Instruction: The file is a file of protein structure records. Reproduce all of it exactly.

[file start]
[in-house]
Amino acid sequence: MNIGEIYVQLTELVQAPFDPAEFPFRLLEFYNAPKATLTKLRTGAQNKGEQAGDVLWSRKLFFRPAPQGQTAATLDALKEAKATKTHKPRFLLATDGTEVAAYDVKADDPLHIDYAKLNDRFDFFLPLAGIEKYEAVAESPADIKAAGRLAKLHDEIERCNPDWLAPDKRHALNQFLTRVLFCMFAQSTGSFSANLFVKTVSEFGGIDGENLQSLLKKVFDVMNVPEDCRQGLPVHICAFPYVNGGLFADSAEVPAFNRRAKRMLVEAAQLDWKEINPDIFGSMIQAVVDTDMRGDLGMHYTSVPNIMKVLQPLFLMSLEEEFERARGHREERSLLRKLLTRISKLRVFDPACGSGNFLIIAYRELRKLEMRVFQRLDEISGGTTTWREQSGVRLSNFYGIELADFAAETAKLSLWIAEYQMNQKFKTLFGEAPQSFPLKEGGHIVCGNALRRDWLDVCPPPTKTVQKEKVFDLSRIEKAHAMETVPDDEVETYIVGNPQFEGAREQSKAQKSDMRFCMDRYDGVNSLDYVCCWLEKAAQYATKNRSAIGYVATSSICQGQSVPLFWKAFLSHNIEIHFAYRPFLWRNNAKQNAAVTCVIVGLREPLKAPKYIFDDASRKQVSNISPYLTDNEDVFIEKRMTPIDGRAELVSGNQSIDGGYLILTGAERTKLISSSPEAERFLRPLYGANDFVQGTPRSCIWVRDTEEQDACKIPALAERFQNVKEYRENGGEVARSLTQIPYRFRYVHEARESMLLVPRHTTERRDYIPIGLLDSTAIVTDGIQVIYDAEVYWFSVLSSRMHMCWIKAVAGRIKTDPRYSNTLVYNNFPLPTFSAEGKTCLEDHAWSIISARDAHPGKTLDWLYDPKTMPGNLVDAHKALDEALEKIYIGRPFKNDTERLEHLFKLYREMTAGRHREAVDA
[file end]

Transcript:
[in-house]
Amino acid sequence: MNIGEIYVQLTELVQAPFDPAEFPFRLLEFYNAPKATLTKLRTGAQNKGEQAGDVLWSRKLFFRPAPQGQTAATLDALKEAKATKTHKPRFLLATDGTEVAAYDVKADDPLHIDYAKLNDRFDFFLPLAGIEKYEAVAESPADIKAAGRLAKLHDEIERCNPDWLAPDKRHALNQFLTRVLFCMFAQSTGSFSANLFVKTVSEFGGIDGENLQSLLKKVFDVMNVPEDCRQGLPVHICAFPYVNGGLFADSAEVPAFNRRAKRMLVEAAQLDWKEINPDIFGSMIQAVVDTDMRGDLGMHYTSVPNIMKVLQPLFLMSLEEEFERARGHREERSLLRKLLTRISKLRVFDPACGSGNFLIIAYRELRKLEMRVFQRLDEISGGTTTWREQSGVRLSNFYGIELADFAAETAKLSLWIAEYQMNQKFKTLFGEAPQSFPLKEGGHIVCGNALRRDWLDVCPPPTKTVQKEKVFDLSRIEKAHAMETVPDDEVETYIVGNPQFEGAREQSKAQKSDMRFCMDRYDGVNSLDYVCCWLEKAAQYATKNRSAIGYVATSSICQGQSVPLFWKAFLSHNIEIHFAYRPFLWRNNAKQNAAVTCVIVGLREPLKAPKYIFDDASRKQVSNISPYLTDNEDVFIEKRMTPIDGRAELVSGNQSIDGGYLILTGAERTKLISSSPEAERFLRPLYGANDFVQGTPRSCIWVRDTEEQDACKIPALAERFQNVKEYRENGGEVARSLTQIPYRFRYVHEARESMLLVPRHTTERRDYIPIGLLDSTAIVTDGIQVIYDAEVYWFSVLSSRMHMCWIKAVAGRIKTDPRYSNTLVYNNFPLPTFSAEGKTCLEDHAWSIISARDAHPGKTLDWLYDPKTMPGNLVDAHKALDEALEKIYIGRPFKNDTERLEHLFKLYREMTAGRHREAVDA